However, we agree with defendant's claim that the erroneous admission—as a "prompt outcry"—of testimony by two of the victim's friends regarding the victim's initial disclosure of the incident almost two months later improperly bolstered her credibility and testimony. Since the case turned totally on credibility, it cannot be deemed harmless error. Under the established "prompt outcry" exception to the hearsay rule precluding bolstering a witness's trial testimony with pretrial statements, "evidence that a victim of sexual assault promptly complained about the incident is admissible to corroborate the allegation that an assault took place" (People v McDaniel, 81 NY2d 10, 16 [1993]; see People v Rice, 75 NY2d 929, 931 [1990]). Designed today to combat the inevitable tendency of jurors to "doubt the veracity of a victim who failed to promptly complain of a sexual assault" (People v McDaniel, supra at 16; see People v Rice, supra at 932), the exception has long required that to be admissible as a "timely" or "prompt" complaint, it must have been made "at the first suitable opportunity" (People v O'Sullivan, 104 NY 481, 486 [1887]; see People v McDaniel, supra at 17). While there is "no iron rule" (Higgins v People, 58 NY 377, 379 [1874]) and promptness has been deemed "a relative concept dependent on the facts—what might qualify as prompt in one case might not in another" (People v McDaniel, supra at 17), a significant delay as occurred here must be—but has not been—adequately explained (see People v Shelton, 1 NY3d 614, 615 [2004]; People v O'Sullivan, supra at 489-490; People v Kornowski, 178 AD2d 984, 984-985 [1991], lv denied 89 NY2d 1096[*3][1997]; People v Smyers, 167 AD2d 773, 775 [1990], lv denied 77 NY2d 967 [1991]; People v Vincent, 34 AD2d 705, 706 [1970], affd 27 NY2d 964 [1970]).

Here, the error began at the outset of the trial. The prosecutor's opening statement included repeated references to the victim's September 2000 disclosures and the reasons for her delay, in a manner designed to use those disclosures to credit her expected trial testimony. County Court overruled defendant's objections, indicating that it would make a ruling with respect to the admissibility of the disclosures during the trial. Thereafter, defense counsel's opening statement used the victim's failure to report the incident earlier to discredit her. At trial the victim testified that she did not tell anyone about this late July 2000 incident until approximately September 19, 2000—when she told her Internet friend over the phone—explaining that she had delayed reporting it because she was afraid of how people would react or respond, including her father who she feared would "go after" defendant; that she feared losing the friendship of her girlfriend, who was dating defendant; and that she did not go to the hospital because she was afraid to tell what happened. Not surprisingly in light of the court's ruling during the prosecutor's opening statement, defense counsel did not object to this testimony and extensively cross-examined the victim on her failure to report the incident earlier, effectively conceding that she had made the reports to friends but suggesting that she had fabricated them and that the delay discredited her. When the Internet friend was called to testify, the court ruled—over defendant's objection—that the victim's initial September complaint qualified as a "prompt outcry" complaint and then permitted both the Internet friend and the girlfriend to testify as part of the prosecution's case-in-chief that she had reported the incident to each of them, but—citing People v McDaniel (supra)—limiting testimony to the victim's report being of a sexual nature and that it involved defendant, but "no details."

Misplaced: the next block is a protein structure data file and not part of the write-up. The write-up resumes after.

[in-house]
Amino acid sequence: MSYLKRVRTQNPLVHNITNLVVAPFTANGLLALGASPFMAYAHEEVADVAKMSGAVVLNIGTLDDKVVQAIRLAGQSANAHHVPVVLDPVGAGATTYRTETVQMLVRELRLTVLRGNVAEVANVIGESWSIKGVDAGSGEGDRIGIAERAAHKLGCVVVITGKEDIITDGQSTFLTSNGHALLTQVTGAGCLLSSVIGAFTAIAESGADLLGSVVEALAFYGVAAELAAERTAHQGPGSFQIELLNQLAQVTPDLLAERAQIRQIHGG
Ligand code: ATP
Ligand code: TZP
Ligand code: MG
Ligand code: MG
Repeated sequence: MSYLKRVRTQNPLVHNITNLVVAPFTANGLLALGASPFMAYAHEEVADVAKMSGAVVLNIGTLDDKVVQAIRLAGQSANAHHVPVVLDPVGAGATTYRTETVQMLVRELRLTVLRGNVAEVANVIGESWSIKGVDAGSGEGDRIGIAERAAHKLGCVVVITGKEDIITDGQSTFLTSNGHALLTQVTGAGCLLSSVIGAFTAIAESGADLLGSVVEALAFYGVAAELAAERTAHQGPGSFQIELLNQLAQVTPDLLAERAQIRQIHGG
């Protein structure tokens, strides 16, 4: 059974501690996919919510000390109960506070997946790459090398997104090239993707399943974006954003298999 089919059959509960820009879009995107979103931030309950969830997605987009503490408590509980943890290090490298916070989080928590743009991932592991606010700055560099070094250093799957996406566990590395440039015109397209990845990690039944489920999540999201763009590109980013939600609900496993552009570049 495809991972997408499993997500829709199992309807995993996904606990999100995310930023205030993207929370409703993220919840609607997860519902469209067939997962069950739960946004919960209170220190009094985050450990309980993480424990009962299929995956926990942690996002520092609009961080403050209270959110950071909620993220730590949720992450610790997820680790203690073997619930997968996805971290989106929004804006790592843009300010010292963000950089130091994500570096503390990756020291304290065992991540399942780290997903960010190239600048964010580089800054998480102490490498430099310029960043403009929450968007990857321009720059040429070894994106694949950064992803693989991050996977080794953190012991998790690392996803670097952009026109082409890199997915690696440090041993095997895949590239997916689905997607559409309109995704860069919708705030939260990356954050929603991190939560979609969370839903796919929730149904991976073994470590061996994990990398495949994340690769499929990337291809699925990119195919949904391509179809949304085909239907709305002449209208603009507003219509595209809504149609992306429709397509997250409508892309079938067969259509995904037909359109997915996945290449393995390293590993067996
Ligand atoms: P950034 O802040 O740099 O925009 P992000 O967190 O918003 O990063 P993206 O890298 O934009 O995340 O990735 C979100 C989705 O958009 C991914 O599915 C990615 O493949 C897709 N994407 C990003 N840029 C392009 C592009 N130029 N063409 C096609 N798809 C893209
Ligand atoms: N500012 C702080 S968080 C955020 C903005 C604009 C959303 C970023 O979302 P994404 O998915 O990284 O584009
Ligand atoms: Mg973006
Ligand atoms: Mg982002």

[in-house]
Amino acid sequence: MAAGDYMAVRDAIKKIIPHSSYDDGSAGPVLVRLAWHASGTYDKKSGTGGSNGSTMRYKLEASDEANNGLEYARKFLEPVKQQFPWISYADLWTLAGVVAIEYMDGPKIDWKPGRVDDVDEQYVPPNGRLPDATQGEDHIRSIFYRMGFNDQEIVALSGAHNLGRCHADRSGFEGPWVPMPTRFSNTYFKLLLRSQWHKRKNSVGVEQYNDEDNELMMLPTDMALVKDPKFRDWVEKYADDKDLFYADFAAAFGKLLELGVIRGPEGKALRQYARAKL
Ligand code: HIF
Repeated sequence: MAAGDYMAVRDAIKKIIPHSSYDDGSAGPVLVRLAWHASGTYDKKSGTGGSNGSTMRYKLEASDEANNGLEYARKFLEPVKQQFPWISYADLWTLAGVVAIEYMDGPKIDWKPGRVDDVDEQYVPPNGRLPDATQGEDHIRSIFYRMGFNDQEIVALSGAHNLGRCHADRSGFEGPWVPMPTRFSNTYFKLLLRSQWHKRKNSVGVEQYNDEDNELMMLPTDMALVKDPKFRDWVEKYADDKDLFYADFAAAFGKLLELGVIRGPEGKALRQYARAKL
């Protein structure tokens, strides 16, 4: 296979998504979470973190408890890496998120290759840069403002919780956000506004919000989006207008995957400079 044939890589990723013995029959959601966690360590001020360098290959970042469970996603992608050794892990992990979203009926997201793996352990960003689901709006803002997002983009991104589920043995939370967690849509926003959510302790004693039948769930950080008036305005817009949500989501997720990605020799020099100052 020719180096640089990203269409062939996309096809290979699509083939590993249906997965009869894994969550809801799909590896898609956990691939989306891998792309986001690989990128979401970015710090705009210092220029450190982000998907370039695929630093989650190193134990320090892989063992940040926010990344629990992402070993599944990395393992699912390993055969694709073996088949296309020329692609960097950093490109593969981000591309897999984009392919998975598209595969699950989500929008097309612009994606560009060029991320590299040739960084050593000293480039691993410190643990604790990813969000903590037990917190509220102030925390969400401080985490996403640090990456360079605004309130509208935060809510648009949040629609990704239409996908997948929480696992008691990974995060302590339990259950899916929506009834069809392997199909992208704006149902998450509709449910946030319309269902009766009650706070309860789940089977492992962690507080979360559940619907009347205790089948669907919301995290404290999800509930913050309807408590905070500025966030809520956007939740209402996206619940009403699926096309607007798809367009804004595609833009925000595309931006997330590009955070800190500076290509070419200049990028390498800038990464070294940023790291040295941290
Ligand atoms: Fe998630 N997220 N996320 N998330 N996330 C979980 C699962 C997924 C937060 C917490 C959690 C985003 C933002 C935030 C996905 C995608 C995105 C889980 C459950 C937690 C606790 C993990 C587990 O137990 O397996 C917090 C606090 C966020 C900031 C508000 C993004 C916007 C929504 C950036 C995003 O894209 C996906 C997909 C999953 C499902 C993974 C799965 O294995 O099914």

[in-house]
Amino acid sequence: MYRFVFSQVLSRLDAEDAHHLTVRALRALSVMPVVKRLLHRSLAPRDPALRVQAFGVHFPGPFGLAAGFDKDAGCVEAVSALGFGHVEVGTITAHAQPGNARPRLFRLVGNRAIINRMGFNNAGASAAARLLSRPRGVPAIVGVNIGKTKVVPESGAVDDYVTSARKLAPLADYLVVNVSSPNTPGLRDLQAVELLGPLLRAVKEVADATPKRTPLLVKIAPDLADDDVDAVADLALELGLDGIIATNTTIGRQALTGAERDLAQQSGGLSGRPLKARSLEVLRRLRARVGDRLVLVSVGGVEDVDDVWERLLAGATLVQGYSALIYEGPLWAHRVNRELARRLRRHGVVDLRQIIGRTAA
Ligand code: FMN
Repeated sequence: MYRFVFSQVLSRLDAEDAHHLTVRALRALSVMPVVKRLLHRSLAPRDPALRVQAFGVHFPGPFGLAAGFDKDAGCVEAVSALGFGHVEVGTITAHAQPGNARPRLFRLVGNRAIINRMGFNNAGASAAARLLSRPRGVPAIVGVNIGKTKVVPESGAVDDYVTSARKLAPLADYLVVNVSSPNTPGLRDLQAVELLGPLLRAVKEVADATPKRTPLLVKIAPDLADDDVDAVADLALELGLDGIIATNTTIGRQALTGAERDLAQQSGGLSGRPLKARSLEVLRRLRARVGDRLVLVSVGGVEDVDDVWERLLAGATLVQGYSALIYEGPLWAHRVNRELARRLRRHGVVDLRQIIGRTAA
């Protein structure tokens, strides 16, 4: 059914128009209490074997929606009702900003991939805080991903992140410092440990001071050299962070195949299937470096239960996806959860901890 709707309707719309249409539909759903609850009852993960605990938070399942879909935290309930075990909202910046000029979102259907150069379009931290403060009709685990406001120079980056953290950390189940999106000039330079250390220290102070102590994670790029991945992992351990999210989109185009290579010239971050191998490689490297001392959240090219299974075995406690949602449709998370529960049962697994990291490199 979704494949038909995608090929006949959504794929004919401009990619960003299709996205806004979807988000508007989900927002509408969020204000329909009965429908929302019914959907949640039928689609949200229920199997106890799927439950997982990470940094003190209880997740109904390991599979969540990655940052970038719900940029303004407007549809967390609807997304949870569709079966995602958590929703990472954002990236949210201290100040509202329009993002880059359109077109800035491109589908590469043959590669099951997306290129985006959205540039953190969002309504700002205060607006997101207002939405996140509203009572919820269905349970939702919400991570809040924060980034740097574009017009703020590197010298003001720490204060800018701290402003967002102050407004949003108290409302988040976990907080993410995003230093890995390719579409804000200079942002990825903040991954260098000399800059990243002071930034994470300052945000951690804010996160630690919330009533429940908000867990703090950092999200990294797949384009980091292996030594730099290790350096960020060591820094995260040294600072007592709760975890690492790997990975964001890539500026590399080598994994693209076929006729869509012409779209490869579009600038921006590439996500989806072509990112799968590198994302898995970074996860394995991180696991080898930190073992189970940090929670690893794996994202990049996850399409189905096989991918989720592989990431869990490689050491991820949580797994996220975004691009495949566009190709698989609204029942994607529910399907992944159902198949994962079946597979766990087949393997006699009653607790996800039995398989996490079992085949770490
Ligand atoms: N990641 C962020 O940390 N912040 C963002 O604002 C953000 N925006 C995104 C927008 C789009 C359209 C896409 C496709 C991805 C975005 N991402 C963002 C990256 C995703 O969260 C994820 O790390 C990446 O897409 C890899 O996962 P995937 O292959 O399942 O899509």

In our view, there is an absence of legally sufficient circumstances which would excuse the victim's delay so as to allow disclosure of the belated complaints as "prompt" complaints, such as the victim—who was living at home with her parents—being under the control or threats of defendant during this period or being among strangers and without others in whom she could confide (see People v McDaniel, 81 NY2d 10, 17 [1993], supra; People v O'Sullivan, 104 NY 481, 489-490 [1887], supra; People v Kornowski, 178 AD2d 984, 985 [1991], supra; cf. People v Shelton, 1 NY3d 614, 615 [2004], supra; People v Smyers, 167 AD2d 773, 775 [1990], supra). While cognizant that recent studies suggest that withholding a complaint may not be unusual (see People v McDaniel, supra at 16-17; People v Bennett, 79 NY2d 464, 471-472 [1992]), we are constrained to conclude that the victim's September 2000 disclosures of the incident do not fall within the "prompt outcry" exception as defined under the law. Moreover, in view of the fact that the exclusively testimonial evidence of defendant's guilt cannot be fairly characterized as overwhelming—turning as it did on a credibility determination as between the victim's account and defendant's denials—there remains a significant probability that the erroneous admission of this evidence decided the verdict (see People v Crimmins, 36 NY2d 230, 242 [1975]). Testimony concerning a victim's disclosure to others in a case such as this can be decisive, as it "corroborate[s] the allegation that an assault took place" (People v McDaniel, supra at 16; see People v Rice, 75 NY2d 929, 931 [1990], supra) and bolsters the veracity of the victim in the jurors' eyes (People v Rice, supra at 931).